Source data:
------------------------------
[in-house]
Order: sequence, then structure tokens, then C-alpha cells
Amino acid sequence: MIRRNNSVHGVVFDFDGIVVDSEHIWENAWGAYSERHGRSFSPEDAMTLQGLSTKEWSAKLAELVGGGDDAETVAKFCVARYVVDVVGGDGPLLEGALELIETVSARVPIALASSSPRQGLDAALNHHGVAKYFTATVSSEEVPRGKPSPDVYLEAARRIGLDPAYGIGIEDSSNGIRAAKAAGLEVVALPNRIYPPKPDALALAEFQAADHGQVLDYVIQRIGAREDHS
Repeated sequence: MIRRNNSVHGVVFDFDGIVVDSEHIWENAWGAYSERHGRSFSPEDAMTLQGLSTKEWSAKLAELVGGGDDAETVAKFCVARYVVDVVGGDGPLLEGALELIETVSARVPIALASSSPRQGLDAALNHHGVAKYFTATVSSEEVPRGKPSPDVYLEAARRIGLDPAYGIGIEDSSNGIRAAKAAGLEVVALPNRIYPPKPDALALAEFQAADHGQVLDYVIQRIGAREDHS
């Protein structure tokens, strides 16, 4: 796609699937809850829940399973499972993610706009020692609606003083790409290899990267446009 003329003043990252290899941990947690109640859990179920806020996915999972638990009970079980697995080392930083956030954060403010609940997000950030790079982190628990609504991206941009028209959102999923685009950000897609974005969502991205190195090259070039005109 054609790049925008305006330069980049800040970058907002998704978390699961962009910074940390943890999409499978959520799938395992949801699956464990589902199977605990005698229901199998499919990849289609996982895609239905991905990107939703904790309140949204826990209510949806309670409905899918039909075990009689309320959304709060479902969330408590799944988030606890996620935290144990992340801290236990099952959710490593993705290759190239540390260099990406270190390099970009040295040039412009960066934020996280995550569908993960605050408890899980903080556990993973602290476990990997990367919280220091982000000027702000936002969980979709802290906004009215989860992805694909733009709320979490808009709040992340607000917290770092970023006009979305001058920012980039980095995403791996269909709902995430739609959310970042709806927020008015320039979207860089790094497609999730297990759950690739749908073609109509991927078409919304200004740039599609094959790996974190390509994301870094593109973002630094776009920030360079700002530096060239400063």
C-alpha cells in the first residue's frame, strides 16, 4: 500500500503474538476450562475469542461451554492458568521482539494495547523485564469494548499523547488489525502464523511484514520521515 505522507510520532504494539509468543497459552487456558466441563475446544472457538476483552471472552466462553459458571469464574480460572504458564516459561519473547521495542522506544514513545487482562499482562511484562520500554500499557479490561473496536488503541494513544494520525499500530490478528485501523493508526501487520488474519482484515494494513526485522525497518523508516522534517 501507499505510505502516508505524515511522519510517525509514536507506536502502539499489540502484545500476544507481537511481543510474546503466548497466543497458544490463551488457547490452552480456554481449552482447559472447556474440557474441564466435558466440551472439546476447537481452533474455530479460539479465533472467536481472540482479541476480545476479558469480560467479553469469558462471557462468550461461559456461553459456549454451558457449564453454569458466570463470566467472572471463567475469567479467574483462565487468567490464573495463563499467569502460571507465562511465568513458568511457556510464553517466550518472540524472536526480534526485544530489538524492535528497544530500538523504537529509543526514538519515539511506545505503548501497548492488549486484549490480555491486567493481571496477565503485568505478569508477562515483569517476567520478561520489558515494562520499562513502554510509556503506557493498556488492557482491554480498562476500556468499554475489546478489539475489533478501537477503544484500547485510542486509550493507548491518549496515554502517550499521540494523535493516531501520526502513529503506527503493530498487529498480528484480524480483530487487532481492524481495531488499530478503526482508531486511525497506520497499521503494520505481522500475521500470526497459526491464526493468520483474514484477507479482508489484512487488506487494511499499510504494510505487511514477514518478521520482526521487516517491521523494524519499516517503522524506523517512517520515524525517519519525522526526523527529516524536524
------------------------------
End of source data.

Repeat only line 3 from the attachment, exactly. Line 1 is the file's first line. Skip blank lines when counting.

Amino acid sequence: MIRRNNSVHGVVFDFDGIVVDSEHIWENAWGAYSERHGRSFSPEDAMTLQGLSTKEWSAKLAELVGGGDDAETVAKFCVARYVVDVVGGDGPLLEGALELIETVSARVPIALASSSPRQGLDAALNHHGVAKYFTATVSSEEVPRGKPSPDVYLEAARRIGLDPAYGIGIEDSSNGIRAAKAAGLEVVALPNRIYPPKPDALALAEFQAADHGQVLDYVIQRIGAREDHS